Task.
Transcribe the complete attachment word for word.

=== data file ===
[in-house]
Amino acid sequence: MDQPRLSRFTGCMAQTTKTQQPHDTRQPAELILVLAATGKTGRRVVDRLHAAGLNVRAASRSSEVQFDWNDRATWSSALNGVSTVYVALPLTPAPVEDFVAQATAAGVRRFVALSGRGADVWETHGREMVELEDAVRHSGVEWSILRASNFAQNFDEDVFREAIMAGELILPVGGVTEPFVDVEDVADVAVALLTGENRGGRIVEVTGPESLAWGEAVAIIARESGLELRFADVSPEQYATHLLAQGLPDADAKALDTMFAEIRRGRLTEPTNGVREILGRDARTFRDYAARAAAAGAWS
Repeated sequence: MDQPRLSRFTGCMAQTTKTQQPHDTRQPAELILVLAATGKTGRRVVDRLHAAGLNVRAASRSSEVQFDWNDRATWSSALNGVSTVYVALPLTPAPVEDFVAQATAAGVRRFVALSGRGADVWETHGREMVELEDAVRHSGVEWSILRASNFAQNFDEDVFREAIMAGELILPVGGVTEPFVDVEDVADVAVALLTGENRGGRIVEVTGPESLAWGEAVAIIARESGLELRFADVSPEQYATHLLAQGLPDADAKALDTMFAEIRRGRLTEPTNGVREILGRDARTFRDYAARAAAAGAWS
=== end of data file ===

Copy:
[in-house]
Amino acid sequence: MDQPRLSRFTGCMAQTTKTQQPHDTRQPAELILVLAATGKTGRRVVDRLHAAGLNVRAASRSSEVQFDWNDRATWSSALNGVSTVYVALPLTPAPVEDFVAQATAAGVRRFVALSGRGADVWETHGREMVELEDAVRHSGVEWSILRASNFAQNFDEDVFREAIMAGELILPVGGVTEPFVDVEDVADVAVALLTGENRGGRIVEVTGPESLAWGEAVAIIARESGLELRFADVSPEQYATHLLAQGLPDADAKALDTMFAEIRRGRLTEPTNGVREILGRDARTFRDYAARAAAAGAWS
Repeated sequence: MDQPRLSRFTGCMAQTTKTQQPHDTRQPAELILVLAATGKTGRRVVDRLHAAGLNVRAASRSSEVQFDWNDRATWSSALNGVSTVYVALPLTPAPVEDFVAQATAAGVRRFVALSGRGADVWETHGREMVELEDAVRHSGVEWSILRASNFAQNFDEDVFREAIMAGELILPVGGVTEPFVDVEDVADVAVALLTGENRGGRIVEVTGPESLAWGEAVAIIARESGLELRFADVSPEQYATHLLAQGLPDADAKALDTMFAEIRRGRLTEPTNGVREILGRDARTFRDYAARAAAAGAWS